Anatomy of a Web Service Contract

Prentice Hall |  BPM, book, web services

What is a Web Service Contract?

A Web service contract is essentially a collection of metadata that describes various aspects of an underlying software program, including:

  • the purpose and function of its operations
  • the messages that need to be exchanged in order to engage the operations
  • data models used to define the structure of the messages (and associated validation rules used to ensure the integrity of data passed to and from the messages)
  • a set of conditions under which the operations are provided
  • information about how and where the service can be accessed
Figure 4.1 A Web service contract defines what a service offers and how and where it can be accessed.

Several different and cooperating technologies are required to formally define this metadata, as explained later in the Technologies Used to Create Web Service Contracts section.

Fundamental Structure

Web service contracts are organized into a basic structure that reflects a relatively clear separation of “what,” “how,” and “where” as follows:

  • What is the purpose of the service and its capabilities?
  • How can the service be accessed?
  • Where can the service be accessed?

When potential consumer program designers evaluate a service, they need to know what the service is capable of doing and under what conditions it can carry out its capabilities. If what’s offered is what consumer designers need, then they must be able to determine how and where to access the service.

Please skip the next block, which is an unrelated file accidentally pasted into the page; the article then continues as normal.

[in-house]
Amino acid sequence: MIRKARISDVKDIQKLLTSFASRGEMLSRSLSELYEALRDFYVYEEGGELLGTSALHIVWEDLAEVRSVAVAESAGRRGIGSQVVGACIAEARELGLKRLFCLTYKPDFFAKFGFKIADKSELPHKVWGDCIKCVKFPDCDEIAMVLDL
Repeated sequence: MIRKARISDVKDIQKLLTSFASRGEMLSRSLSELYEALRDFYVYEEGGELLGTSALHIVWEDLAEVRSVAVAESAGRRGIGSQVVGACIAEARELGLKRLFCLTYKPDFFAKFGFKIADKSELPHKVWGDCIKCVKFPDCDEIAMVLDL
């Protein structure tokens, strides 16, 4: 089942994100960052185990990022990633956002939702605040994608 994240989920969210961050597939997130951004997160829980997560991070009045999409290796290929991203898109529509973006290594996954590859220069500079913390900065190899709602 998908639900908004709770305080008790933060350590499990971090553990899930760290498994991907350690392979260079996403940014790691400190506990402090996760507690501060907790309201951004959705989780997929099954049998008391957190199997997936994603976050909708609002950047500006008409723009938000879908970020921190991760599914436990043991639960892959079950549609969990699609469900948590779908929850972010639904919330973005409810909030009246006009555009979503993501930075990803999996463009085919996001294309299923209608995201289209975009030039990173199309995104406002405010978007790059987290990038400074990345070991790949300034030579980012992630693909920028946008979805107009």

Figure 4.2 An abstract description establishes the technical interface independent of implementation details. A concrete description adds deployment-specific details about how and where to access a service.

As illustrated in Figure 4.1, the service contract is organized into sections that individually address these three questions.

In addition to providing flexibility as to how a service can be located and consumed, this clean separation allows different parts of the contract to be owned and developed at different stages of the service delivery lifecycle by different members of a project team.

For example, architects and analysts can focus solely on the “what” part of a service when it is being conceptualized and designed. The “how” and “where” parts don’t usually become relevant until developers actually build and deploy the contract as part of the overall service implementation.

Abstract and Concrete Descriptions

There are formal terms used to represent the three fundamental parts we just covered. As shown in Figure 4.2, the “what” portion of the Web service contract is referred to as the abstract description. This part is essentially responsible for expressing the contract’s public interface (or API).

Note

The terms “abstract description” and “concrete description” originated with the W3C, the standards organization responsible for developing most of the technologies covered in this book. From an implementation perspective, the abstract description is also very much concrete in that it ends up forming the actual physical interface that service consumer programs end up connecting to.

The balance of the Web service contract is represented by the concrete description, providing the implementation and communication details necessary for consumer programs to locate and use the service at runtime.

The concrete description encompasses the previously described “how” and “where” parts. An example of a characteristic that would be considered a “how” part is the wire format and protocol necessary to exchange messages with the service.

SUMMARY OF KEY POINTS

  • The term “abstract description” is commonly used to refer to the “what” part of the contract, whereas the term “concrete description” represents both the “how” and “where” parts.
  • Abstract and concrete descriptions are frequently created during different stages of the service delivery lifecycle by different members of the project team.
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